(What’s Left of) Our Economy: A New Doubly Bad US Inflation Report – News Block

Today’s third official report on US inflation for April (which is included in this release) was bad in no less than two respects. First, it confirmed the results of its two predecessors, which showed that US price increases have started to accelerate again after months of some evidence (never very convincing in my opinion) of a slowdown. Second, the numbers presented in this morning’s release were for the personal consumption expenditures (PCE) price index, the preferred gauge of the Federal Reserve, which is Washington’s main inflation-fighting agency.

So these grim statistics seem to convince the Fed to continue its policy of raising interest rates enough to dampen inflation by weakening US economic growth, which risks creating a recession. Previously, the central bank had strongly hinted that it might pause in the hope that it has already slowed economic activity enough to control prices without producing an actual recession throughout the economy (i.e. engineering a “soft landing”).

Now, justifying a pause has become especially difficult because each of the four measures of inflation presented in the PCE report worsened.

The month-over-month PCE jumped from an unrevised 0.1 percent in March to 0.4 percent, breaking a two-month series of sequential downward gains. Also, that April increase was the biggest since January’s 0.6 percent.

The annual headline PCE figures showed the same trend, but also revealed additional bad news. April’s 4.4 percent result also snapped a two-month easing streak and was the highest annual PCE reading since January’s 5.4 percent. The additional bad news? Revisions to these figures have been slightly negative, meaning that in this case, the annual headline PCE for January and February is considered to have been slightly worse than originally reported.

April also saw the end of a two-month stretch of improvement for the core PCE, which strips out results for food and energy costs because they are volatile for reasons that have little or nothing to do with the economy’s fundamental vulnerability to inflation.

April’s rate of 0.4 percent was also the highest since January’s (0.6 percent), and revisions have also been negative.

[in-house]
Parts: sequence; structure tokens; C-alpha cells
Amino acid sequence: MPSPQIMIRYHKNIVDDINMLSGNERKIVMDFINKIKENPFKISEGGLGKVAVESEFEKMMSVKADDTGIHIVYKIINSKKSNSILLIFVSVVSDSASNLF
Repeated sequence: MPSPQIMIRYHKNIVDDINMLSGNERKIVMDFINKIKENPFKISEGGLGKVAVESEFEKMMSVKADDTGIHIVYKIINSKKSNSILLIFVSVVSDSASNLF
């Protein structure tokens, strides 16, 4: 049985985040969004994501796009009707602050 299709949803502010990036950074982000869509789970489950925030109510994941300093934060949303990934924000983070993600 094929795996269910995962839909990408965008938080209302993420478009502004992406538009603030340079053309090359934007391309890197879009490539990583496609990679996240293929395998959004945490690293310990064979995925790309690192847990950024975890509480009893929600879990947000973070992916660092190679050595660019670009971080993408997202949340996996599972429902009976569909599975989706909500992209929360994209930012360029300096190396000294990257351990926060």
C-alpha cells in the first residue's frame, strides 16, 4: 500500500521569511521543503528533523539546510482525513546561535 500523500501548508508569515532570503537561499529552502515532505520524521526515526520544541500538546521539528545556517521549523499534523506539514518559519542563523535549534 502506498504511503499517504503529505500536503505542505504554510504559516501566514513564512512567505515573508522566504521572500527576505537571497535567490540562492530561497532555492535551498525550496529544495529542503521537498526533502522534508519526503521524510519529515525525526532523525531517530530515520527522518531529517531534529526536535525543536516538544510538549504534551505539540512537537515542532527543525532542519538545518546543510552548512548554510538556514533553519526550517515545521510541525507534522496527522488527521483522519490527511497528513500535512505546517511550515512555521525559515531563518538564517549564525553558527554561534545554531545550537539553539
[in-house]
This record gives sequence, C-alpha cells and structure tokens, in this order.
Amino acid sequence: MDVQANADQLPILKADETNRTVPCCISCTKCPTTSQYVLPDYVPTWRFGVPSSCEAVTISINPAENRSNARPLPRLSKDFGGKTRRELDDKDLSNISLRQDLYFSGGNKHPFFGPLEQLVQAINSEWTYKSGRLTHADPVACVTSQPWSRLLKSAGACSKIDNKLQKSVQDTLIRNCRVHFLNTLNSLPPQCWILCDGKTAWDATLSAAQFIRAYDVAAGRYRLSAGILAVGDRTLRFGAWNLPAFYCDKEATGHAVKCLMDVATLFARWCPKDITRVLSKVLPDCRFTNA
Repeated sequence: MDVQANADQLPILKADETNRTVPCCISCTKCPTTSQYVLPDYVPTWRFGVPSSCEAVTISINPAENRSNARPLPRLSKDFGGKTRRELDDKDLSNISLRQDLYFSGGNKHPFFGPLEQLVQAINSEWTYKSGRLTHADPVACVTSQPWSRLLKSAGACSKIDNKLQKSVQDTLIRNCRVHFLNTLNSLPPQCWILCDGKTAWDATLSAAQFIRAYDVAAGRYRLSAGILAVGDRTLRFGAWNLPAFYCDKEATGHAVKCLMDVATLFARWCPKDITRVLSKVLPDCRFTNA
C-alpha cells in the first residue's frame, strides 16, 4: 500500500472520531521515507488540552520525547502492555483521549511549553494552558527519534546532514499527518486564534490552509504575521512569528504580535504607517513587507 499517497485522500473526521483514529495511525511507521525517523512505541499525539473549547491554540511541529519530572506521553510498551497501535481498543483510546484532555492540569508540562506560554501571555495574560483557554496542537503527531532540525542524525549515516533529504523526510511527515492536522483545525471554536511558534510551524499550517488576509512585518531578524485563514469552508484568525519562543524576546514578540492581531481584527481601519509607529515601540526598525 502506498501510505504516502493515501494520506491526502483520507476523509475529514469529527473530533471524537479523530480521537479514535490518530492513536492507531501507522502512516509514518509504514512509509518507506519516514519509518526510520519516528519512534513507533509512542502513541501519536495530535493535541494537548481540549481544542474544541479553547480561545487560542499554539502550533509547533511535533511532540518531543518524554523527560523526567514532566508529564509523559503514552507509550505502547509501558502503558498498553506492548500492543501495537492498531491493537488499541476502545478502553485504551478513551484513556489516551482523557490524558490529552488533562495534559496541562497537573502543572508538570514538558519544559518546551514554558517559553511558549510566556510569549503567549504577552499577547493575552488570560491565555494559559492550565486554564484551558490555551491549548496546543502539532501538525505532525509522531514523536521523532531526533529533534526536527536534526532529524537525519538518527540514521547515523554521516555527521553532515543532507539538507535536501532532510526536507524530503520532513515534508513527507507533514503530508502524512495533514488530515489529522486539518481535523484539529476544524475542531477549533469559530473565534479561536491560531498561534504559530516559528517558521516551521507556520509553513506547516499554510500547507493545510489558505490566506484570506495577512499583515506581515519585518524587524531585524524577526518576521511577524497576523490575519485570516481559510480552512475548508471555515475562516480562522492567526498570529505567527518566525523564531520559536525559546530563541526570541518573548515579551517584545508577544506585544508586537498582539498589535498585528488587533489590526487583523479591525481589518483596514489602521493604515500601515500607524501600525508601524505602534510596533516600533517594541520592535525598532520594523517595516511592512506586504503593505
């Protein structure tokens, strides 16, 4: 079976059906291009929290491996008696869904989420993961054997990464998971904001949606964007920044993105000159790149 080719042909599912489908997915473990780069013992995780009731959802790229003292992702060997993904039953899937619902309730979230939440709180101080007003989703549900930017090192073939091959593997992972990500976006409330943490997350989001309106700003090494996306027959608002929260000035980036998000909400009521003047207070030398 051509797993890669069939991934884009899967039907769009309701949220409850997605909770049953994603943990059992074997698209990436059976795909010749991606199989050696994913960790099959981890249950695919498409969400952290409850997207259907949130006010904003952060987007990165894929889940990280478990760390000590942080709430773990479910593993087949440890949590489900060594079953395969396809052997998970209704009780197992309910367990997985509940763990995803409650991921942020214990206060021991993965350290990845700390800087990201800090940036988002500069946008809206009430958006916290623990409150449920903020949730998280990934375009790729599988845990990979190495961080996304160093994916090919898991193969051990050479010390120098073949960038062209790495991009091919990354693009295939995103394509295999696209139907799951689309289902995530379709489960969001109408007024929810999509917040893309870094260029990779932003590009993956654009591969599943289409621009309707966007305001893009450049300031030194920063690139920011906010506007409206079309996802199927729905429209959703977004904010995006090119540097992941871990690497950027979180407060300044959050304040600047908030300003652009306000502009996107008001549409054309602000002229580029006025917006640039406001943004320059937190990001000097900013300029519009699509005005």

As for the basic annual PCE, the rate of 4.7 percent in April represented a rebound from 4.6 percent in March. But contrary to fluctuations in the other PCE measures, the annual base PCE has stuck in the range of 4.6 percent to 4.7 percent every month since last November.

For now, the main reason for all this inflation stickiness should be no mystery: consumers continue to spend heavily. In fact, as always, today’s PCE results came in alongside personal consumption data. And even when price increases are factored in, it rebounded in April from a 0.2 percent drop in February and flatlined in March to a 0.5 percent advance.

As a result, since the companies are not charities, they will continue to raise prices as long as their customers make clear their willingness to pay.

No one can doubt that the economy and therefore consumers face significant obstacles. The full effects of the Fed’s economic slowdown measures, including interest rate hikes and money supply cuts, generally take many months to appear. By all indications, the weaknesses in the banking system first revealed by the collapses of California-based Silicon Valley Bank and New York City’s Signature Bank are beginning to tighten the credit spigots for both consumers and businesses. And all that money pumped into the pockets of consumers by the various government stimulus measures passed since the CCP virus hit the nation is drying up.

But these funds are still sizeable by any realistic standard. Employment levels continue to rise beyond their pre-pandemic peaks, so wages and salaries continue to provide households with new cash flow. And even if President Biden accepts every single budget proposal from House Republicans in the current debt ceiling negotiations, federal discretionary spending (not to mention outlays for benefits like Social Security and Medicare) would continue to rise for most of the 10-year period that will be covered by a final deal. With inflation tailwinds like these blowing as well (complemented by pressures heading into the election year to keep consumers, and therefore voters, happy), I still can’t see how worryingly high prices and price hikes don’t start to become US economic features, not bugs,

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